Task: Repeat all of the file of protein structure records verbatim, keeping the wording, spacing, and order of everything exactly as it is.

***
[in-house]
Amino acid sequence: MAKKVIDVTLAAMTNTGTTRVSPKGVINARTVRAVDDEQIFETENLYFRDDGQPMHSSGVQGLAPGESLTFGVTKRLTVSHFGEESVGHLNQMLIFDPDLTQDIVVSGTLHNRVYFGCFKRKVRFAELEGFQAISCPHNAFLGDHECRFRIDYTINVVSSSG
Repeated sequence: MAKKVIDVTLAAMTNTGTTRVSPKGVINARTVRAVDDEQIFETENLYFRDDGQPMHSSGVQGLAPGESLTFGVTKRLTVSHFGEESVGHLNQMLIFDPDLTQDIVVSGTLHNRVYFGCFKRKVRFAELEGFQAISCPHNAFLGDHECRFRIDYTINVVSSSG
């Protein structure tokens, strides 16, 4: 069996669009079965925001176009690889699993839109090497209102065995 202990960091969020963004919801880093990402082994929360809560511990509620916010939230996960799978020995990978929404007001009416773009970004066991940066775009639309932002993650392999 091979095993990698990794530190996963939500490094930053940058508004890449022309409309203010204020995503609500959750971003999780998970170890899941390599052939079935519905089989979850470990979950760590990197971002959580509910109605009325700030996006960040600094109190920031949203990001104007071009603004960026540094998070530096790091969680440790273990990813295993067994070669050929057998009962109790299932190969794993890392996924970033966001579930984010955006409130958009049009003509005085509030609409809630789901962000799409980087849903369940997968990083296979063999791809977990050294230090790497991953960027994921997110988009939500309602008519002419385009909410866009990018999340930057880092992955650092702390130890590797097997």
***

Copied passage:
[in-house]
Amino acid sequence: MAKKVIDVTLAAMTNTGTTRVSPKGVINARTVRAVDDEQIFETENLYFRDDGQPMHSSGVQGLAPGESLTFGVTKRLTVSHFGEESVGHLNQMLIFDPDLTQDIVVSGTLHNRVYFGCFKRKVRFAELEGFQAISCPHNAFLGDHECRFRIDYTINVVSSSG
Repeated sequence: MAKKVIDVTLAAMTNTGTTRVSPKGVINARTVRAVDDEQIFETENLYFRDDGQPMHSSGVQGLAPGESLTFGVTKRLTVSHFGEESVGHLNQMLIFDPDLTQDIVVSGTLHNRVYFGCFKRKVRFAELEGFQAISCPHNAFLGDHECRFRIDYTINVVSSSG
């Protein structure tokens, strides 16, 4: 069996669009079965925001176009690889699993839109090497209102065995 202990960091969020963004919801880093990402082994929360809560511990509620916010939230996960799978020995990978929404007001009416773009970004066991940066775009639309932002993650392999 091979095993990698990794530190996963939500490094930053940058508004890449022309409309203010204020995503609500959750971003999780998970170890899941390599052939079935519905089989979850470990979950760590990197971002959580509910109605009325700030996006960040600094109190920031949203990001104007071009603004960026540094998070530096790091969680440790273990990813295993067994070669050929057998009962109790299932190969794993890392996924970033966001579930984010955006409130958009049009003509005085509030609409809630789901962000799409980087849903369940997968990083296979063999791809977990050294230090790497991953960027994921997110988009939500309602008519002419385009909410866009990018999340930057880092992955650092702390130890590797097997």